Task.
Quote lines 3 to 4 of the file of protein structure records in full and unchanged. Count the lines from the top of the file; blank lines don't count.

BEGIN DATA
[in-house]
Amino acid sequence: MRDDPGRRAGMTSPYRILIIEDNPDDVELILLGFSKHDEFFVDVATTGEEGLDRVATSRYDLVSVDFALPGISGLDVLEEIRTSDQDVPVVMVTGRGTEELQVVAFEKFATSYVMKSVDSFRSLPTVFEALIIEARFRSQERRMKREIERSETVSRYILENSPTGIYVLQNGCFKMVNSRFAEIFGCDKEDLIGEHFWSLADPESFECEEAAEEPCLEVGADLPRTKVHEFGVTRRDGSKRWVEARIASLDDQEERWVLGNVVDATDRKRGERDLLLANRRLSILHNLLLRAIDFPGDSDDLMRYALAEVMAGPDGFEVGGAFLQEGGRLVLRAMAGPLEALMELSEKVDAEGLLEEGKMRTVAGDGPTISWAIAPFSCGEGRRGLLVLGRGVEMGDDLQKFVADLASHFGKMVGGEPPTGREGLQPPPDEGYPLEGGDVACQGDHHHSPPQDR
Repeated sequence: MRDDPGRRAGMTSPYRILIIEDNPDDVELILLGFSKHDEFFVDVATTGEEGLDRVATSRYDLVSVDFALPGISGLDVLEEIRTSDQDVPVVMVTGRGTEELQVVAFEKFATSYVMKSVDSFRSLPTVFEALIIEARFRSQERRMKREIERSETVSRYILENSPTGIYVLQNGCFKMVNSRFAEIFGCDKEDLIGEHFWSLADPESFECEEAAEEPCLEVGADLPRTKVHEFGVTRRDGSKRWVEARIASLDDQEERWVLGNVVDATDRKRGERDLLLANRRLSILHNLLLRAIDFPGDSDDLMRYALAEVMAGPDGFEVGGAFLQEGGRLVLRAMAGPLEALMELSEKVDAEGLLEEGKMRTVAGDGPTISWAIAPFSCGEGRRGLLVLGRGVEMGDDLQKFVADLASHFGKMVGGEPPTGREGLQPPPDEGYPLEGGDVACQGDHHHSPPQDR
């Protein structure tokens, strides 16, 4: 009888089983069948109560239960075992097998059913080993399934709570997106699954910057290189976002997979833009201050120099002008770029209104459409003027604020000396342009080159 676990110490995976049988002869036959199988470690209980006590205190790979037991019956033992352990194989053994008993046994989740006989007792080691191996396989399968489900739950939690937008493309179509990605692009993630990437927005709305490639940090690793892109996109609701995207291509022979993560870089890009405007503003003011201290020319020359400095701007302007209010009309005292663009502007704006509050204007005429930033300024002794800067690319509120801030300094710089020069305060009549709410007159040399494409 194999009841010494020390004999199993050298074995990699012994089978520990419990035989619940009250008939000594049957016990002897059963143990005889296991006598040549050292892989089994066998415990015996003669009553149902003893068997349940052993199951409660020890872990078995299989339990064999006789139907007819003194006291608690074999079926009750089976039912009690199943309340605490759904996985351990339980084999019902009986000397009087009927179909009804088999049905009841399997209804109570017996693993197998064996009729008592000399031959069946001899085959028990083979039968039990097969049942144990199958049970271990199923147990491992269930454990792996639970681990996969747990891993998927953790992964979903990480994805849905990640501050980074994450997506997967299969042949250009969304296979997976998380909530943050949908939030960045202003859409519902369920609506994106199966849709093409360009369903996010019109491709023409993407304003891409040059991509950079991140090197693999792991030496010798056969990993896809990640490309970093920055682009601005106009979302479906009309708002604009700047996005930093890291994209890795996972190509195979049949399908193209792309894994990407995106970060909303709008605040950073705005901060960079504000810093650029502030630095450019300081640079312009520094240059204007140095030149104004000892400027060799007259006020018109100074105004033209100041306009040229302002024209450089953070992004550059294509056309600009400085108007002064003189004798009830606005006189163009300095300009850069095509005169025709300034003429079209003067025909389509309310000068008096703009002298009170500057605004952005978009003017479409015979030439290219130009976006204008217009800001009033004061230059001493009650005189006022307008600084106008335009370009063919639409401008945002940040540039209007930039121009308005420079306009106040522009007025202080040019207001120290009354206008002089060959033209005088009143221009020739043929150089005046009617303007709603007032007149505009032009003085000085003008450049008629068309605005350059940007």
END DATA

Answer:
Repeated sequence: MRDDPGRRAGMTSPYRILIIEDNPDDVELILLGFSKHDEFFVDVATTGEEGLDRVATSRYDLVSVDFALPGISGLDVLEEIRTSDQDVPVVMVTGRGTEELQVVAFEKFATSYVMKSVDSFRSLPTVFEALIIEARFRSQERRMKREIERSETVSRYILENSPTGIYVLQNGCFKMVNSRFAEIFGCDKEDLIGEHFWSLADPESFECEEAAEEPCLEVGADLPRTKVHEFGVTRRDGSKRWVEARIASLDDQEERWVLGNVVDATDRKRGERDLLLANRRLSILHNLLLRAIDFPGDSDDLMRYALAEVMAGPDGFEVGGAFLQEGGRLVLRAMAGPLEALMELSEKVDAEGLLEEGKMRTVAGDGPTISWAIAPFSCGEGRRGLLVLGRGVEMGDDLQKFVADLASHFGKMVGGEPPTGREGLQPPPDEGYPLEGGDVACQGDHHHSPPQDR
């Protein structure tokens, strides 16, 4: 009888089983069948109560239960075992097998059913080993399934709570997106699954910057290189976002997979833009201050120099002008770029209104459409003027604020000396342009080159 676990110490995976049988002869036959199988470690209980006590205190790979037991019956033992352990194989053994008993046994989740006989007792080691191996396989399968489900739950939690937008493309179509990605692009993630990437927005709305490639940090690793892109996109609701995207291509022979993560870089890009405007503003003011201290020319020359400095701007302007209010009309005292663009502007704006509050204007005429930033300024002794800067690319509120801030300094710089020069305060009549709410007159040399494409 194999009841010494020390004999199993050298074995990699012994089978520990419990035989619940009250008939000594049957016990002897059963143990005889296991006598040549050292892989089994066998415990015996003669009553149902003893068997349940052993199951409660020890872990078995299989339990064999006789139907007819003194006291608690074999079926009750089976039912009690199943309340605490759904996985351990339980084999019902009986000397009087009927179909009804088999049905009841399997209804109570017996693993197998064996009729008592000399031959069946001899085959028990083979039968039990097969049942144990199958049970271990199923147990491992269930454990792996639970681990996969747990891993998927953790992964979903990480994805849905990640501050980074994450997506997967299969042949250009969304296979997976998380909530943050949908939030960045202003859409519902369920609506994106199966849709093409360009369903996010019109491709023409993407304003891409040059991509950079991140090197693999792991030496010798056969990993896809990640490309970093920055682009601005106009979302479906009309708002604009700047996005930093890291994209890795996972190509195979049949399908193209792309894994990407995106970060909303709008605040950073705005901060960079504000810093650029502030630095450019300081640079312009520094240059204007140095030149104004000892400027060799007259006020018109100074105004033209100041306009040229302002024209450089953070992004550059294509056309600009400085108007002064003189004798009830606005006189163009300095300009850069095509005169025709300034003429079209003067025909389509309310000068008096703009002298009170500057605004952005978009003017479409015979030439290219130009976006204008217009800001009033004061230059001493009650005189006022307008600084106008335009370009063919639409401008945002940040540039209007930039121009308005420079306009106040522009007025202080040019207001120290009354206008002089060959033209005088009143221009020739043929150089005046009617303007709603007032007149505009032009003085000085003008450049008629068309605005350059940007």